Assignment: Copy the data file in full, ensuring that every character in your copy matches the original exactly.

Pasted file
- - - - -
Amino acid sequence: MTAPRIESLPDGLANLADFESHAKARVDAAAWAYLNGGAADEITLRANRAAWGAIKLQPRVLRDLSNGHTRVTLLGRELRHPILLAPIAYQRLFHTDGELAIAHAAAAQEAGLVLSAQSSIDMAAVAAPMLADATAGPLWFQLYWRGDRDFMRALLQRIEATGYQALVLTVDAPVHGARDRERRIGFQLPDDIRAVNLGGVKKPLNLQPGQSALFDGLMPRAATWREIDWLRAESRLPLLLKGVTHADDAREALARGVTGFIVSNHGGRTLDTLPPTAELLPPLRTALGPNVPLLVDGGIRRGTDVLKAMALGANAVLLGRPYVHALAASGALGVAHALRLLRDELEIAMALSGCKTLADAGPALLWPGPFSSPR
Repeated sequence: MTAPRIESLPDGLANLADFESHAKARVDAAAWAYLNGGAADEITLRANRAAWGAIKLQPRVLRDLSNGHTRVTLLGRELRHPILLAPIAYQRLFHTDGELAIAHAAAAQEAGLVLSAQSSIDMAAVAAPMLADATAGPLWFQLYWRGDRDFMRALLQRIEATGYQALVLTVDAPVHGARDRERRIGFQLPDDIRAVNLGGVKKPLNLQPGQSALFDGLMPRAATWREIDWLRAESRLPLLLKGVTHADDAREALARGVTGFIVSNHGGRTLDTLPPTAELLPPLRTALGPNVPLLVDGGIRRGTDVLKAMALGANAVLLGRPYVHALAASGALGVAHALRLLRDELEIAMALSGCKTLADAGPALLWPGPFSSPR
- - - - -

Amino acid sequence: MTAPRIESLPDGLANLADFESHAKARVDAAAWAYLNGGAADEITLRANRAAWGAIKLQPRVLRDLSNGHTRVTLLGRELRHPILLAPIAYQRLFHTDGELAIAHAAAAQEAGLVLSAQSSIDMAAVAAPMLADATAGPLWFQLYWRGDRDFMRALLQRIEATGYQALVLTVDAPVHGARDRERRIGFQLPDDIRAVNLGGVKKPLNLQPGQSALFDGLMPRAATWREIDWLRAESRLPLLLKGVTHADDAREALARGVTGFIVSNHGGRTLDTLPPTAELLPPLRTALGPNVPLLVDGGIRRGTDVLKAMALGANAVLLGRPYVHALAASGALGVAHALRLLRDELEIAMALSGCKTLADAGPALLWPGPFSSPR
Repeated sequence: MTAPRIESLPDGLANLADFESHAKARVDAAAWAYLNGGAADEITLRANRAAWGAIKLQPRVLRDLSNGHTRVTLLGRELRHPILLAPIAYQRLFHTDGELAIAHAAAAQEAGLVLSAQSSIDMAAVAAPMLADATAGPLWFQLYWRGDRDFMRALLQRIEATGYQALVLTVDAPVHGARDRERRIGFQLPDDIRAVNLGGVKKPLNLQPGQSALFDGLMPRAATWREIDWLRAESRLPLLLKGVTHADDAREALARGVTGFIVSNHGGRTLDTLPPTAELLPPLRTALGPNVPLLVDGGIRRGTDVLKAMALGANAVLLGRPYVHALAASGALGVAHALRLLRDELEIAMALSGCKTLADAGPALLWPGPFSSPR